Conformational and hydration properties modulate ice recognition by type I antifreeze protein and its mutants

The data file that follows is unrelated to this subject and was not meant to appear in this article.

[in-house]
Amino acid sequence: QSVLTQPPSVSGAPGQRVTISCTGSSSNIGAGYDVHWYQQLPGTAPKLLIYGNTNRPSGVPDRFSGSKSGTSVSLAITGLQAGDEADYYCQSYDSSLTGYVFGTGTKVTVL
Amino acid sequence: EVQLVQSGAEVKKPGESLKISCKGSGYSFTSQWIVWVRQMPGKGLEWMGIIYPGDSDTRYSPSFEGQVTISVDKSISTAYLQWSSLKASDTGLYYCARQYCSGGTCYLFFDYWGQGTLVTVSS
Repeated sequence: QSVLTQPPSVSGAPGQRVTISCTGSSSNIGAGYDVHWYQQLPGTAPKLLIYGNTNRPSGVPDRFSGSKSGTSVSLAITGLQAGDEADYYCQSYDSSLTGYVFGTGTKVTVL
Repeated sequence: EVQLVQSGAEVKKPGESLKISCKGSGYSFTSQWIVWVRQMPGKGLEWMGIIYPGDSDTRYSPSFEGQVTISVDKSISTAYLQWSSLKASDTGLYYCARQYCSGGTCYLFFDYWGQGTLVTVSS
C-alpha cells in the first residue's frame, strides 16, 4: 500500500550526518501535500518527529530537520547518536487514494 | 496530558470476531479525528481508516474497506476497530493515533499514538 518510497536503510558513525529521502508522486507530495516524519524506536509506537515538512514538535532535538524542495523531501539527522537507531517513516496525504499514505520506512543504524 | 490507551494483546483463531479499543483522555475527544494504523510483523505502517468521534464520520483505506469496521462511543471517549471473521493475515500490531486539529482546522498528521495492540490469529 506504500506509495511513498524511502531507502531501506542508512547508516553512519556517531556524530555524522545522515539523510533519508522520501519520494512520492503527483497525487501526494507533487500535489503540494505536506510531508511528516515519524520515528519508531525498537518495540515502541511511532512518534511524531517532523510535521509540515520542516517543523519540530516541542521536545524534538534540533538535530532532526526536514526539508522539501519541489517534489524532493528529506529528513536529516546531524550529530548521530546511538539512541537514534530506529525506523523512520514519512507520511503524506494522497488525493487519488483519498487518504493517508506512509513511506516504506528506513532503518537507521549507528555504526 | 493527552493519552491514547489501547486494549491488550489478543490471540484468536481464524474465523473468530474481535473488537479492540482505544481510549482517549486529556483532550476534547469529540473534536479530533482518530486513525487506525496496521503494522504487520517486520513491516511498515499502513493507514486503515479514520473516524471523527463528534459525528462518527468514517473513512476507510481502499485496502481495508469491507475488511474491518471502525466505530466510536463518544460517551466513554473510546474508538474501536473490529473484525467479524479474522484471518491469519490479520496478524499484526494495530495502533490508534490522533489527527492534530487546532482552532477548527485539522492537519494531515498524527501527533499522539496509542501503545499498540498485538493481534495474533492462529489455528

The mechanism of ice recognition by antifreeze protein (AFP) is a topic of recent interest. Here, using equilibrium simulations and free energy calculations, we provide structural rationale to the observed experimental anomalies on type I AFP (wfAFP isoform HPLC6) and its mutants as well as probe the molecular origin of ice recognition by them. Our results clearly demonstrate that the interplay between the conformational and hydration properties dictates the ice binding ability of type I AFP and its mutants. We find that HPLC6 exists as a highly stable long helix which adsorbs on the ice surface through the ordered water cages around the CH3 group of threonine (THR) residues, rather than directly binding to the ice surface via threonine (THR) through hydrogen bonding. Upon mutating THR with serine (SER), the straight helix conformation of HPLC6 disappears and the most stable conformation is a kinked helix devoid of ice binding ability. Free energy calculations reveal that there is a dynamic equilibrium between straight and bent helical conformations in the case of a valine (VAL) mutant. The straight long helical form of the VAL mutant also has the ability to form an ordered water cage structure around the CH3 groups of the VAL residues and thereby efficiently adsorbs on an ice plane similar to the wild type AFP.